art lab *sponsor
Paulina Kolczynska, Art Historian/Advisor
Fernando J. Pando, Algorithmic Architecture, New Media Artist
Paulina Kolczynska: What were your first works of art
? Do you have any background or interests in sound art?
FJP: My first exhibited work was a series of Photocollages
which examined identity and sexuality. They were on display at the 1999
SUNY @ Albany Exhibition. I have worked with electronic music my whole
PK: The reason I have decided to highlight your past
interest because in some very distinctive ways they have found new life
in your current work. Please describe your current project.
FJP: The perpetual machine takes video and audio input,
and reorganizes the raw data so as to create new “soundimages”
that continually change over time. The audio informs the video and the
video informs the audio in realtime. The work never repeats. The soundimages
continually grow and change, perpetually evolving for infinity. The
soundimages can be used to gain a new perspective on the core input.
This cut-up process provides insight into the disjointed quality of
the superdense oversaturated urban landscape of image representation
PK: So in fact you have created two types of images:
visual impressions and sound images in which interraction perpetuates
creation of new artwork each time that the audio interferes with the
video image. This is a very interesting example of a so called "open
ended work of art" so characteristic of the direction of art in
our still very young XXI century. What also interets me is the almost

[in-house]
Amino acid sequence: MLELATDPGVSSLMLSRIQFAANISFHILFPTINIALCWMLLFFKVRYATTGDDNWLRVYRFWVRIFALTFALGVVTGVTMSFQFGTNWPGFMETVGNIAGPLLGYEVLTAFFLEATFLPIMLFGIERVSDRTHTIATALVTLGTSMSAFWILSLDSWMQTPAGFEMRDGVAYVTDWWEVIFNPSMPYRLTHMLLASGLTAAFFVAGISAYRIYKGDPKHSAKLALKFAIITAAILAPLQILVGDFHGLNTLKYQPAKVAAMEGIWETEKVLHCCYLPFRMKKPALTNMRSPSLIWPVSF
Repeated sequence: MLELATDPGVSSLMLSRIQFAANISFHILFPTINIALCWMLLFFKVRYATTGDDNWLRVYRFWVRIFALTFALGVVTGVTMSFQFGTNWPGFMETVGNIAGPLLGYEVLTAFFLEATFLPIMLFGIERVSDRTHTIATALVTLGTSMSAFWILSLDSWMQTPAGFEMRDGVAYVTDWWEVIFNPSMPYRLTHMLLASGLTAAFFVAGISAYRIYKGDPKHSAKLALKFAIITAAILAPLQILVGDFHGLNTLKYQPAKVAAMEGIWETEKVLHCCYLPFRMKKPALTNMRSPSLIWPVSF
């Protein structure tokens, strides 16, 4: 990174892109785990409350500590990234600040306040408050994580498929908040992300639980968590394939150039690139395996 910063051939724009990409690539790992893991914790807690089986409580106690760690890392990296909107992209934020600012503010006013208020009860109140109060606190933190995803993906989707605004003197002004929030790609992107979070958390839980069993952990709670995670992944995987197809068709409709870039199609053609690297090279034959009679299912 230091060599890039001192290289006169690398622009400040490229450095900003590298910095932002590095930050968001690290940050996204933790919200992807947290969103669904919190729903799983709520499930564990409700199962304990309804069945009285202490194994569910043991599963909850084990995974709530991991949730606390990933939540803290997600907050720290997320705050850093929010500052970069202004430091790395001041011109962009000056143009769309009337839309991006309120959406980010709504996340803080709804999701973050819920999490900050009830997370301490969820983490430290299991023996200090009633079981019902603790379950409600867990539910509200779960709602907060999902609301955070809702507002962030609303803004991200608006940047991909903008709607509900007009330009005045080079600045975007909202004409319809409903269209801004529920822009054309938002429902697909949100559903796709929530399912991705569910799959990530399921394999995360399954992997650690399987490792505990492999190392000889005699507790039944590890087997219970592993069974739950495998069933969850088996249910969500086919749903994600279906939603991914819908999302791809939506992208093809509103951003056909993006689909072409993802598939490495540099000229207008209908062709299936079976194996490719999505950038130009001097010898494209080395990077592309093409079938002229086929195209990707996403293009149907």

tactile quality created by this specific interraction between audio
& video. Was this intentional?
FJP: Yes. The work is an examination of the sensory
input within an environment. In the current version of the machine,
the input is related to the Bland Housing Project in Queens, NY, which
is full of visual, aural, and tactile stimuli. As urban dwellers, we
continually block out sensory information, so this is a way to examine
what we unconsciously block out. This machine allowed me to gain a better
perspective on the site, which was the raw material for my proposed
architectural intervention of the Bland Housing Project. (www.blandmutations.net)
PK: It seems to me that your artwork turned out to
be a powerful means of redefining specific space by giving the viewer
a new set of eyes. It is almost as if we were given an extra set of
abilities which help us uncover what usually remains unseen or unheard.
We use one set of senses (ears) in the area which we are used to using
others (eyes) that permits this very different perspective. It is a
great idea. Inversion which helped to define a space. Is it then correct
to say that in fact "this is the space / the architecure"
which paradoxically remains in the center of this work?
FJP: I created the machine to be able to “see”
underlying themes at work at the site that were not visible by the naked
ear/eye, so in this regard it is a success. By giving the viewer a perspective
they have not yet been conditioned to ignore (as is necessary in our
culture of interwoven representation), the viewer can perceive the raw
input through a new perspective. My intention is to feed other cultural
phenomenon into the machine in the hopes that new insight can be extracted.
I am currently working on a new version of the machine that examines
the space of global politics and the American consciousness.
PK: I am very pleased to having this opportunity to
talking to you and we will have in depth conversation about it at the
Chelsea Art Museum on February 8 in a presentation entitled :"Collecting
the New Classics". There is also a video available on The Project
Room website at www.TheProjectRoom.org